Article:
EIB loans underline importance of the automobile industry for Europe’s economy
Brussels, 12/03/2009 –The European automobile manufacturers welcome the € 3 billion in loans freed today by the European Investment Bank (EIB) to finance automotive projects, most of them concerning ‘green’ investments.
As the Bank indicated, in total around € 7 billion will become available in the first half of this year and its budget allows maintaining similar levels of financing until 2012. “The arrangement with the EIB underlines the importance of the automobile industry for investments, R&D and employment in Europe as a whole”, says ACEA secretary general Ivan Hodac.
The EIB loans will contribute to meeting environmental requirements but are insufficient to confront the extraordinary economic circumstances. There is an immediate need for access to financing in general. “At the moment the financial markets are not functioning despite billions in government aid to financial institutions”, adds Hodac. Both vehicle sales and automotive manufacturing are largely dependent on credit and financing because of the capital-intensive nature of the industry and the relatively high purchasing price of the product.
The EU must tackle the automobile industry’s problems with utmost priority. “Viable businesses are at stake and the EU risks doing too little too late”, adds Hodac. “This is not a question of ‘bailing-out’ but of securing a healthy and fundamental industry.” Another step that the EU has to take is avoiding additional costly vehicle legislation for a number of years. The European automobile industry is a competitive, € 550 billion turnover industry with a strong commitment to manufacturing world-leading, high-tech automobiles in Europe. The sector is particularly hard hit by the economic recession as it suffers from the extraordinary credit crunch as well as an unprecedented sharp drop in vehicle demand. Lower levels of automotive manufacturing in Europe have a large spiraling effect on the wider economy because of the thousands of small and medium sized companies involved in the supply chain, vehicle sales and after-sales services.
“The automotive industry is essential to the EU economy. It is the engine of the manufacturing industries, one of the biggest employers in Europe, the largest investor in innovation and R&D, and a formidable export force”, said Hodac. The relative overcapacity in the industry, though often cited, is not a reason for the troubles that auto manufacturers are currently facing. “Overcapacity has and will continue to be addressed by the automobile manufacturers as part of a long-term strategy to strengthen their global competitiveness and ensure a high-skilled workforce. The cause of the current crisis is the unprecedented credit crunch and the rapid deterioration of all key automotive markets. The European automobile industry is taking its responsibilities; now European policy makers must follow.”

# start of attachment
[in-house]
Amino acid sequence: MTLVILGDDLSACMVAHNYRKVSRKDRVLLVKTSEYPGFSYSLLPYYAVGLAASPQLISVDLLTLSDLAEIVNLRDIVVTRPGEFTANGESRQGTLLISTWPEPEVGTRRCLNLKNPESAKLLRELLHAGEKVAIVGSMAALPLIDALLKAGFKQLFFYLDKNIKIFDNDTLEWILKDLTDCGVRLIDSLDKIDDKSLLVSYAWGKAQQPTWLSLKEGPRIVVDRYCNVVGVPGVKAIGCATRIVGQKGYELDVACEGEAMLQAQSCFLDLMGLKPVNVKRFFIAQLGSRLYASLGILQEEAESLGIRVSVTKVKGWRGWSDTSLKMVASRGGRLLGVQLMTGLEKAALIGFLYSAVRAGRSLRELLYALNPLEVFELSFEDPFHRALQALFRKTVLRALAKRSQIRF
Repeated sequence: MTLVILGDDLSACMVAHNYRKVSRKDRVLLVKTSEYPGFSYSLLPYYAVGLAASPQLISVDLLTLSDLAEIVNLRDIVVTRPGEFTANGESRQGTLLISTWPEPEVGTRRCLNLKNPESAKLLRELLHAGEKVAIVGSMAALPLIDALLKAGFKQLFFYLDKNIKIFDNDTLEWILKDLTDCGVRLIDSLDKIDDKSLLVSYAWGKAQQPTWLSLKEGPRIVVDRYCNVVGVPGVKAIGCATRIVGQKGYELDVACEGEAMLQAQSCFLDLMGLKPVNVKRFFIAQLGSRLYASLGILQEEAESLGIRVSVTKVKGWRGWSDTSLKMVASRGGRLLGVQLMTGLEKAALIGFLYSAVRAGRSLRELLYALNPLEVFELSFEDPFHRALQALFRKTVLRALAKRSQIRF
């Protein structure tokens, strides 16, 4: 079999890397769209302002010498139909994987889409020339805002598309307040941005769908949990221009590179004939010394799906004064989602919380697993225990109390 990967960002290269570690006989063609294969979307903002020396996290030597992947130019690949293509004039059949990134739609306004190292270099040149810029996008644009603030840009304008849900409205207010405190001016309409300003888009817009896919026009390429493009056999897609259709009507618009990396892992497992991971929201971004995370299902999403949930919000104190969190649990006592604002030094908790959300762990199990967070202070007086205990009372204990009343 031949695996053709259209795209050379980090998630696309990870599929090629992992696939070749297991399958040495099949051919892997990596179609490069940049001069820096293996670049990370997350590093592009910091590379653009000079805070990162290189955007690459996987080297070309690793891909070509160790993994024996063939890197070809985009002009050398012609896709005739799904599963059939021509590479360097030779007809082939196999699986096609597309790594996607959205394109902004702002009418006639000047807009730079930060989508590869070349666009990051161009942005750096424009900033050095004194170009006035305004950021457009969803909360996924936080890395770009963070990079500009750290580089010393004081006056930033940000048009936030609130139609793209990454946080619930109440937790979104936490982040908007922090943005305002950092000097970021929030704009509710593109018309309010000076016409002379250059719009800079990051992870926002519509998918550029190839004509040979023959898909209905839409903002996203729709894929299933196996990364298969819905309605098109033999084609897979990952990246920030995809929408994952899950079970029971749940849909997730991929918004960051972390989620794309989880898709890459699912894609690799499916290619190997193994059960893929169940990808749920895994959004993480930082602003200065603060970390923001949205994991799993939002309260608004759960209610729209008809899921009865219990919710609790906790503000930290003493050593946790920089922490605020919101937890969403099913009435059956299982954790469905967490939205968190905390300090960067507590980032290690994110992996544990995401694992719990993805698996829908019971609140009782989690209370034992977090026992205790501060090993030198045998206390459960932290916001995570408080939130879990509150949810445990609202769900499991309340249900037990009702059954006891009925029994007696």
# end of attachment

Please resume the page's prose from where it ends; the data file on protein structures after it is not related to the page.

- The European Automobile Manufacturers’ Association (ACEA) represents the 15 major Europe-based car, van, truck and bus makers: BMW Group, CNH Industrial, DAF Trucks, Daimler, Ferrari, Ford of Europe, Honda Motor Europe, Hyundai Motor Europe, Jaguar Land Rover, Renault Group, Stellantis, Toyota Motor Europe, Volkswagen Group, Volvo Cars, and Volvo Group.
- Visit www.acea.auto for more information about ACEA, and follow us on www.twitter.com/ACEA_auto or www.linkedin.com/company/ACEA/.
- Contact: Cara McLaughlin, Communications Director, email@example.com, +32 485 88 66 47.
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About the EU automobile industry
- 14.6 million Europeans work in the auto industry (directly and indirectly), accounting for 6.7% of all EU jobs.
- 11.5% of EU manufacturing jobs – some 3.7 million – are in the automotive sector.
- Motor vehicles are responsible for €398.4 billion of tax revenue for governments across key European markets.
- The automobile industry generates a trade surplus of €74 billion for the EU.
- The turnover generated by the auto industry represents more than 8% of the EU’s GDP.
- Investing €62 billion in R&D annually, the automotive sector is Europe’s largest private contributor to innovation, accounting for 33% of total EU spending.